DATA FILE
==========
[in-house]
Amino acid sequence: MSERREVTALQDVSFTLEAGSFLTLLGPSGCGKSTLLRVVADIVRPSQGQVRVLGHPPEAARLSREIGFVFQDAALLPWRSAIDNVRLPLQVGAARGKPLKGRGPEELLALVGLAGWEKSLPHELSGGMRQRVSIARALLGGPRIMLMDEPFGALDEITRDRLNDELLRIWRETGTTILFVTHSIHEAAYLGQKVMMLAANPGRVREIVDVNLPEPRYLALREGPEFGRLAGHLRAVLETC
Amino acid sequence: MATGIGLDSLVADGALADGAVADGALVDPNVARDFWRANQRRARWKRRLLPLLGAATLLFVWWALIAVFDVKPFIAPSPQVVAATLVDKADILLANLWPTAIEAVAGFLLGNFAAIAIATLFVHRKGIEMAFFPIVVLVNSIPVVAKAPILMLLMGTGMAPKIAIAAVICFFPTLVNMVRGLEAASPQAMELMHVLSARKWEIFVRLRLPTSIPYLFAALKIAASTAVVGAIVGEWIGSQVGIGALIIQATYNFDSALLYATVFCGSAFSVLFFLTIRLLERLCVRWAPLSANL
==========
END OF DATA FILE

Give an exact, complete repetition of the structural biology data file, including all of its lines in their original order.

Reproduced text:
[in-house]
Amino acid sequence: MSERREVTALQDVSFTLEAGSFLTLLGPSGCGKSTLLRVVADIVRPSQGQVRVLGHPPEAARLSREIGFVFQDAALLPWRSAIDNVRLPLQVGAARGKPLKGRGPEELLALVGLAGWEKSLPHELSGGMRQRVSIARALLGGPRIMLMDEPFGALDEITRDRLNDELLRIWRETGTTILFVTHSIHEAAYLGQKVMMLAANPGRVREIVDVNLPEPRYLALREGPEFGRLAGHLRAVLETC
Amino acid sequence: MATGIGLDSLVADGALADGAVADGALVDPNVARDFWRANQRRARWKRRLLPLLGAATLLFVWWALIAVFDVKPFIAPSPQVVAATLVDKADILLANLWPTAIEAVAGFLLGNFAAIAIATLFVHRKGIEMAFFPIVVLVNSIPVVAKAPILMLLMGTGMAPKIAIAAVICFFPTLVNMVRGLEAASPQAMELMHVLSARKWEIFVRLRLPTSIPYLFAALKIAASTAVVGAIVGEWIGSQVGIGALIIQATYNFDSALLYATVFCGSAFSVLFFLTIRLLERLCVRWAPLSANL